There were still enough bees alive to be active over two or three frames, but a considerable proportion - two thirds? - of the swarm seemed to have died either whilst, or just after, entering the hive. There was no evidence that the bees had been there very long - my guess is less than 24 hours. I made a cursory search for the queen, but couldn’t find her, preferring to clear away the dead and give the survivors - assuming she might be in there somewhere - an opportunity, however small, to establish themselves over the next few days.

Had this happened two weeks ago - I inspect this hive every Saturday - I could have put it down to the sudden drop in temperatures we experienced then, with relatively warm, sunny, days being followed by below freezing nights. There would then, I suppose, have been the - albeit slight - possibility of a swarm flying to its new home late in the evening and being caught out by the sudden cold. But even if that were the case, it would seem to be extraordinary that part of the swarm was unable to enter and so died outside.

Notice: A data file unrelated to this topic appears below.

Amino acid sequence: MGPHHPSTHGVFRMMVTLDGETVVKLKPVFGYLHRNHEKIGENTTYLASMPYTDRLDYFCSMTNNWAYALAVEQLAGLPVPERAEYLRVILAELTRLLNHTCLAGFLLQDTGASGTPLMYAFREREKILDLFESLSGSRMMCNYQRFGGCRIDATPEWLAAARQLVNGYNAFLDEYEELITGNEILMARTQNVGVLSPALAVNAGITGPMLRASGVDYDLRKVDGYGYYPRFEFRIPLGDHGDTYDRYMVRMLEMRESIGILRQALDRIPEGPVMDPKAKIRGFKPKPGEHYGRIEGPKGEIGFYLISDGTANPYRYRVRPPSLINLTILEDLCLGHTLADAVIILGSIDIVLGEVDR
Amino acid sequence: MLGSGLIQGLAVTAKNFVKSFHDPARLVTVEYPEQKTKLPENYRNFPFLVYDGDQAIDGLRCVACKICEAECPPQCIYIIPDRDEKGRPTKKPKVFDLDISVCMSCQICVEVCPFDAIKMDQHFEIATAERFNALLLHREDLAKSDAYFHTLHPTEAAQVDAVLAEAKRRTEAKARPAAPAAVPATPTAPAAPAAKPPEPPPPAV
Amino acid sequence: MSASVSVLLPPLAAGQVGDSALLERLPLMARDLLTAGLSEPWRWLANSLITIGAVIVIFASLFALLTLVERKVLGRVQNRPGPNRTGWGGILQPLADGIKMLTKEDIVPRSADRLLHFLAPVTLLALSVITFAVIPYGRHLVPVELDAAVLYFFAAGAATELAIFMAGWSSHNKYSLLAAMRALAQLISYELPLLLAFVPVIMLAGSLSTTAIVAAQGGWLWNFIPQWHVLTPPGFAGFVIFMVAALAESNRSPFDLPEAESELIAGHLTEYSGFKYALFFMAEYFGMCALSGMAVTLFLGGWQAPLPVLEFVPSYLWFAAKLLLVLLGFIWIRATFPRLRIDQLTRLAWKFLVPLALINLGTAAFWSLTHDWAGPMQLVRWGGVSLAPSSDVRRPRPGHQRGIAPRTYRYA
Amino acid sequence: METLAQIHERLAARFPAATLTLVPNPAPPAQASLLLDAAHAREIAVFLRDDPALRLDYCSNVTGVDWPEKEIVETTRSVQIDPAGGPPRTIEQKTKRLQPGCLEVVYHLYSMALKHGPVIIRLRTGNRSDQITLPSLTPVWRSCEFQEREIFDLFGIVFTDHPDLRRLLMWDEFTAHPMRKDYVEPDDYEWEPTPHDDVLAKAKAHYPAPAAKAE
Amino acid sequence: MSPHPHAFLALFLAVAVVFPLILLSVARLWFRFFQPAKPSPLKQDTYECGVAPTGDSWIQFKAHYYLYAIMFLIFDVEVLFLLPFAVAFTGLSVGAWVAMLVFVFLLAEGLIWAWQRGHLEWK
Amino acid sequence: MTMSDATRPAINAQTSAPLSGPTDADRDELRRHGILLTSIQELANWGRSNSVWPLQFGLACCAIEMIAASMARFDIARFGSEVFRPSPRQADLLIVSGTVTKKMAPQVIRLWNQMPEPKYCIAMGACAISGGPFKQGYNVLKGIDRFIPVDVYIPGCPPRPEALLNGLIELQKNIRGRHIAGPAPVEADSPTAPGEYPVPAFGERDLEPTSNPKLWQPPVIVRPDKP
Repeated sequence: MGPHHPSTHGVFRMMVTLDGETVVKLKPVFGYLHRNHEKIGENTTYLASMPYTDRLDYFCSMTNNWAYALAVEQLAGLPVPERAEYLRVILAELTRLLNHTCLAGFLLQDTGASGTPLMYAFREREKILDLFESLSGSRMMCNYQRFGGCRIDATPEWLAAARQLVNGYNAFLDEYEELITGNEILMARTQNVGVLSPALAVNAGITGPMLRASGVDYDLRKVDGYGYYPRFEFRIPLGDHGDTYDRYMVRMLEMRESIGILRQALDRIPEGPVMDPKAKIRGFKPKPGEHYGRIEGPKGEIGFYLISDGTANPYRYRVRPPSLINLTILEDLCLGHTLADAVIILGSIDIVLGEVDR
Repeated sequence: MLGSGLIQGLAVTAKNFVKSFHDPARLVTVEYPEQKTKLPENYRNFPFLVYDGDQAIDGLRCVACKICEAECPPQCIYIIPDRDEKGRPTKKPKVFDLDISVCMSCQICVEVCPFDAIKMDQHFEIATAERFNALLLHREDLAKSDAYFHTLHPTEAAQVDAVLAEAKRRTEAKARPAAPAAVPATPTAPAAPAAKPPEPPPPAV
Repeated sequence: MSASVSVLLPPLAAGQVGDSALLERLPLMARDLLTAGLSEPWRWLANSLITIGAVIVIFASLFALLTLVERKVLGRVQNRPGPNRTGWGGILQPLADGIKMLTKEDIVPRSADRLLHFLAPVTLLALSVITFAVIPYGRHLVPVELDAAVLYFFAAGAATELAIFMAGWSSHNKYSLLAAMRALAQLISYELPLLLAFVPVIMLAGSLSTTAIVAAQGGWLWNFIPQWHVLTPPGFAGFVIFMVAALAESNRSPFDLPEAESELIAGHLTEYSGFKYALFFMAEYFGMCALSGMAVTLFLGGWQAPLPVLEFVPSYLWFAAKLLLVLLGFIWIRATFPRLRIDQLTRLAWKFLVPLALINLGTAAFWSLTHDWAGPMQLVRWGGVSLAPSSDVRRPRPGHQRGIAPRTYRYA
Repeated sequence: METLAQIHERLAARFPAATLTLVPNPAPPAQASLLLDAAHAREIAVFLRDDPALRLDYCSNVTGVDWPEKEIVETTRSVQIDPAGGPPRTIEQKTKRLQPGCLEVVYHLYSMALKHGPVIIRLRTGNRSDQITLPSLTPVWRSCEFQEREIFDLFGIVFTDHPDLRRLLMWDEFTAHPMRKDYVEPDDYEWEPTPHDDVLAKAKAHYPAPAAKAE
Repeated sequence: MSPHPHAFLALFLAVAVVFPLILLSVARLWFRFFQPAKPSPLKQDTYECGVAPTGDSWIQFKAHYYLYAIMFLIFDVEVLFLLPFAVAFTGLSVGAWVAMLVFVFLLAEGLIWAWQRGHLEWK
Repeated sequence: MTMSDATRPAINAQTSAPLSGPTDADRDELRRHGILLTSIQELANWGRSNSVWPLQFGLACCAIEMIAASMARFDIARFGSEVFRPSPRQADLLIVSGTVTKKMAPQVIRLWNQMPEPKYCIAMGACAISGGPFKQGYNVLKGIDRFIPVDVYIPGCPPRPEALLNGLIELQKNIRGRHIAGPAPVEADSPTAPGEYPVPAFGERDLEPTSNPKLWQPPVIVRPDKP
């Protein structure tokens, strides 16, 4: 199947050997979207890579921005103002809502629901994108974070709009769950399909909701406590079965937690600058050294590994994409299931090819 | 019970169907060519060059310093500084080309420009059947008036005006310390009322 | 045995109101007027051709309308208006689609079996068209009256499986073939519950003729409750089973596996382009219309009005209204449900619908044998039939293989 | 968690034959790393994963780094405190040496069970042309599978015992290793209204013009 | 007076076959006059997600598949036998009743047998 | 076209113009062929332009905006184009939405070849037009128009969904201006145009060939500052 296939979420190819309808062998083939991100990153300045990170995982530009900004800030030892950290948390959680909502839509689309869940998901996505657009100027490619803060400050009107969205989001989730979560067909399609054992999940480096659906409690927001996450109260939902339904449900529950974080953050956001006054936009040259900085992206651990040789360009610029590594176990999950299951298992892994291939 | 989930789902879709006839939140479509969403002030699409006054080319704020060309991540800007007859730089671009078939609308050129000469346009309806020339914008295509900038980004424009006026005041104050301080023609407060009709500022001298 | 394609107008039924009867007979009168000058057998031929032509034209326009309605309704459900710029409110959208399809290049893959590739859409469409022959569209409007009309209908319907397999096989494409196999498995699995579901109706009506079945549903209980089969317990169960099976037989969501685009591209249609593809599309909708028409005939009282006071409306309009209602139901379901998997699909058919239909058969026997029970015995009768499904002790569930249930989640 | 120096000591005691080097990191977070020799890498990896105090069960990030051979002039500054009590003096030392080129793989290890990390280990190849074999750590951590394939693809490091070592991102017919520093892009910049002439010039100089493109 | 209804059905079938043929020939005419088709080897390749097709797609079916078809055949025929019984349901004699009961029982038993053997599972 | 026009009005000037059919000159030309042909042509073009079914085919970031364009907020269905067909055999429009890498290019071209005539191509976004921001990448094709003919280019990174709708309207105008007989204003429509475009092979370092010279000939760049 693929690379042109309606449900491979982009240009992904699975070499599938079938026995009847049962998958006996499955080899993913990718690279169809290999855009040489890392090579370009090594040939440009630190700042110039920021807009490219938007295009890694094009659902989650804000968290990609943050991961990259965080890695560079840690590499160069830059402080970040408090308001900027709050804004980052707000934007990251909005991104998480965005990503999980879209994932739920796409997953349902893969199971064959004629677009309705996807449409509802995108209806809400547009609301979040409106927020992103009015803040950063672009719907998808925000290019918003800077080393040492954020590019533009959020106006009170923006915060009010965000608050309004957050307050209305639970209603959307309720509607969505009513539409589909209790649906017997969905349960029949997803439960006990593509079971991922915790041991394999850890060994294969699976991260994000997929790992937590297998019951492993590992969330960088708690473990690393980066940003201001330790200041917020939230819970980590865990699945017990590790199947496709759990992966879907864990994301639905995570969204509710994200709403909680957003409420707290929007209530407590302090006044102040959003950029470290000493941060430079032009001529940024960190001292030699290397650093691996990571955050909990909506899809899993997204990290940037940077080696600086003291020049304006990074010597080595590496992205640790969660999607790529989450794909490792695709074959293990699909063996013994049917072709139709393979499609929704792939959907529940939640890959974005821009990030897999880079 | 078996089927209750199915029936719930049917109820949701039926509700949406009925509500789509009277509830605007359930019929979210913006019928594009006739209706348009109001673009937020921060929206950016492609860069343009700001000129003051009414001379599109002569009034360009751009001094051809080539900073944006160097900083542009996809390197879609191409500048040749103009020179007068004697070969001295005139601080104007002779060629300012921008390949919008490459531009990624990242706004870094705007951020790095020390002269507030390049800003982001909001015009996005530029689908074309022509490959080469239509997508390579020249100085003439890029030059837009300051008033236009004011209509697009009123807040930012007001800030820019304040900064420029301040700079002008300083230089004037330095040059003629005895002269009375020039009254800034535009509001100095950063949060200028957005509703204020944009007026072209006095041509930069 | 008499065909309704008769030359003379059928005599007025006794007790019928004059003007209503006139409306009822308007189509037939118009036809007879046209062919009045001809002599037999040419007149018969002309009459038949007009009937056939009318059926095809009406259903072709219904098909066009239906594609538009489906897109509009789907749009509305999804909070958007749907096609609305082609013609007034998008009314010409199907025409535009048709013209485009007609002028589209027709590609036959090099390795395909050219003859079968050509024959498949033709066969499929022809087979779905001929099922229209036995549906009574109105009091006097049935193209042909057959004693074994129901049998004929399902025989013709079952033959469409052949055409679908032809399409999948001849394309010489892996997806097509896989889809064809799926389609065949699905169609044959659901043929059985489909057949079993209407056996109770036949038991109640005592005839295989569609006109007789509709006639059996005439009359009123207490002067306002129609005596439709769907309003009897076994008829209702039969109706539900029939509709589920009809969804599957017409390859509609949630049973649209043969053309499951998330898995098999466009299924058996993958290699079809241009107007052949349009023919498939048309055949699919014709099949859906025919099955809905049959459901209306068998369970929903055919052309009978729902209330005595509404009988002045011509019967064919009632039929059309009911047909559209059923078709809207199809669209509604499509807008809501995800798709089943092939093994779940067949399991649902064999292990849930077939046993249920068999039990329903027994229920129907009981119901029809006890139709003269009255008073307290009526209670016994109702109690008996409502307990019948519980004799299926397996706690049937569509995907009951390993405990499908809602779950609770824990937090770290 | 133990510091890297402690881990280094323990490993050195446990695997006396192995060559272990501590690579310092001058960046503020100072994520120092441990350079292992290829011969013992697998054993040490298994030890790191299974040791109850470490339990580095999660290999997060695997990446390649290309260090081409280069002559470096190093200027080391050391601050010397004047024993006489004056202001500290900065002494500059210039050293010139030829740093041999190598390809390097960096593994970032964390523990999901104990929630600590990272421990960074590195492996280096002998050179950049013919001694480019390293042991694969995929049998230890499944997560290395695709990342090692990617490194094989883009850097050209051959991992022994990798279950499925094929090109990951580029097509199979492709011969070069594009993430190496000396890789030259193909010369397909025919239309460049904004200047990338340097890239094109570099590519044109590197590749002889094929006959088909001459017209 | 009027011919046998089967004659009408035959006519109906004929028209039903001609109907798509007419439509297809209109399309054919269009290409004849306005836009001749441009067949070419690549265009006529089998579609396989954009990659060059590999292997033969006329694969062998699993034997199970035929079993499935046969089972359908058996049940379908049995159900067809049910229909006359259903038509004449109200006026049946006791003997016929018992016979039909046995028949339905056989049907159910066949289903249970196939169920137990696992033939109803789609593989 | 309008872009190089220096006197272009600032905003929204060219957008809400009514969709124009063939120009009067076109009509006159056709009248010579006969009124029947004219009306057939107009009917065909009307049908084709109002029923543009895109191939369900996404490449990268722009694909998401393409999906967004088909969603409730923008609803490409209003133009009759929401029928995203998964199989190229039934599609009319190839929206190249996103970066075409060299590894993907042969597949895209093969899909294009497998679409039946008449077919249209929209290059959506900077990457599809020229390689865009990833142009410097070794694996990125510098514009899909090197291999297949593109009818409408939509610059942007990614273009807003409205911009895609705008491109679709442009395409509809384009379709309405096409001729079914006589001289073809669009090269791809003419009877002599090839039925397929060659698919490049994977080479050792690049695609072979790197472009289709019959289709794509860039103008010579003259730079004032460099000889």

Any suggestions as to what might have happened, would be very welcome!
Good to hear of a good outcome..but you need to join a group where folk can help you hands on.
Edited to add..Sorry i should have read your post properly.. :oops:
Last edited by Steve 1972 on 24 May 2020, 09:46, edited 1 time in total.
 #7352  by Patrick
 23 May 2020, 23:20
Hi Boz and welcome to the forum.

Grisly or what! No I don’t know either. My initial thought is pesticide poisoning. You could try contacting the Defra Wildlife Incident Investigation Scheme.
 #7355  by Japey Edge
 24 May 2020, 09:28
Yeah I thought poison of some kind. Is there the possibility that something poisonous to bees got into the bait hive?